Handheld exposure fusion using the GIMP
In this post, I show how to effectively capture the entire dynamic range when shooting into the sunset. This technique of photography, called HDR or high dynamic range involves taking multiple pictures of the same scene, exposing one element correctly in each picture, and then combining them later.
I'll show how to obtain this image from three bracketed images.
Since all I have is a simple point and shoot camera, I believe that this technique can be used by anyone interested in photographing landscapes shooting into the sunset. You don't even need a tripod, though having one can greatly simplify matters.
I use the autobracket feature in my camera (refer to your manual to find out how it is to be used in your camera); that takes 3 pictures at varying exposures. Technically, this method is not accurate, but is the best way I know to minimize camera shake. If I had a tripod, I would set up my camera on my tripod, then manually adjust exposure till each element in the frame was correctly exposed.
The first step is to align the images. Of course, you can do this manually, correcting rotation and lateral shift in the images, but the process is time consuming and inaccurate. A better way is to use hugin_align_stack.
Of course, I realize that I've not yet introduced Hugin at this point, so I shall just advise you to download it from hugin.sourceforge.net. Hugin is a panorama stitcher, so it needs a software to find control points and align images. We shall use the same software.
Use align image stack with this command:
align_image_stack.exe -v -a align_ img1 img2 img3
The flags used are thus:
- -v means verbose.
- -a gives the prefix to be put on the output images.
Now, you should have three images named align_0000.tiff, align_0001.tiff and align_0002.tiff. However, the EXIF data will be missing in these images, a clear no, as you probably want the EXIF data to prove that you took that image (It contains camera model and maybe even serial number, as well as date, time, camera settings and so forth). So, to get the data back, just take your middle exposure, and open it in the GIMP. Then open the aligned images as layers.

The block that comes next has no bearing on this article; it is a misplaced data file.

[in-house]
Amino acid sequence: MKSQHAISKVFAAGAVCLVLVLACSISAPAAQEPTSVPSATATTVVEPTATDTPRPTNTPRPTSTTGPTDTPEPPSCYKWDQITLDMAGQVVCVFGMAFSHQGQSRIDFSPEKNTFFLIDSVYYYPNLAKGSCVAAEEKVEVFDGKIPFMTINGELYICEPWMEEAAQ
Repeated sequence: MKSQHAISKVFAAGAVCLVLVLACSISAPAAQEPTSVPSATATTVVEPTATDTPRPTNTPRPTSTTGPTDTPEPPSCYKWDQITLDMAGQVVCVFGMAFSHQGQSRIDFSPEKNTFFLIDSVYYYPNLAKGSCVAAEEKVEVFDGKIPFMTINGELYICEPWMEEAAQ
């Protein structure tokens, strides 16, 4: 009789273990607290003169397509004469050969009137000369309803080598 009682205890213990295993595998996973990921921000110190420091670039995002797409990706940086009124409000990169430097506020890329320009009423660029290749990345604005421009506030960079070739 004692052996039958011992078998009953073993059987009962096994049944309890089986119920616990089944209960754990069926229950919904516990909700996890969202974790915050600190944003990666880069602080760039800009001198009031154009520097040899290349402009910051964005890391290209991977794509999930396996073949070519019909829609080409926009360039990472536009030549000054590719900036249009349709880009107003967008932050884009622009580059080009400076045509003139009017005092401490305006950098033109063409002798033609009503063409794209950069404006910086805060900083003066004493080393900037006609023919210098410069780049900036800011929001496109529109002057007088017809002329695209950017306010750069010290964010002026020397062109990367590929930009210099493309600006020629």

At this point, you can probably delete the base layer and save the image. If you use the newer version of the GIMP (2.7 or above), you will save the image as an xcf file, which is a GIMP file. To get the final image, you need to export the image to JPEG or another format.
Now, reorganize the layers so that the middle exposure is at the bottom of the stack, below the underexposed layer, which in turn is under the overexposed layer. Turn off the visibility of the overexposed layer, so that you can see just the underexposed layer.
What we need to do is to get rid of the darker parts in the underexposed layer, they are way underexposed. Keeping in mind our non-destructive editing, we use our popular layer masks to erase parts of the image. Add a layer mask to the underexposed image, in the options, select grayscale copy of layer. The darkest parts of the image are now transparent.
Then, turn on visibility for the overexposed layer. Add a layer mask as grayscale copy of layer, but invert the mask, so that the overexposed areas are transparent.
Once again, modify the curves in the layer mask to increase contrast.
This is how things should appear now.
Export the image as JPEG, open it in Raw Therapee, increase colour vibrancy and contrast, and there you go, you've created your first HDR image. For the technical ones, this method is called exposure fusion, as it involves taking multiple exposures and fusing them. I'll show the true HDR technique in another post.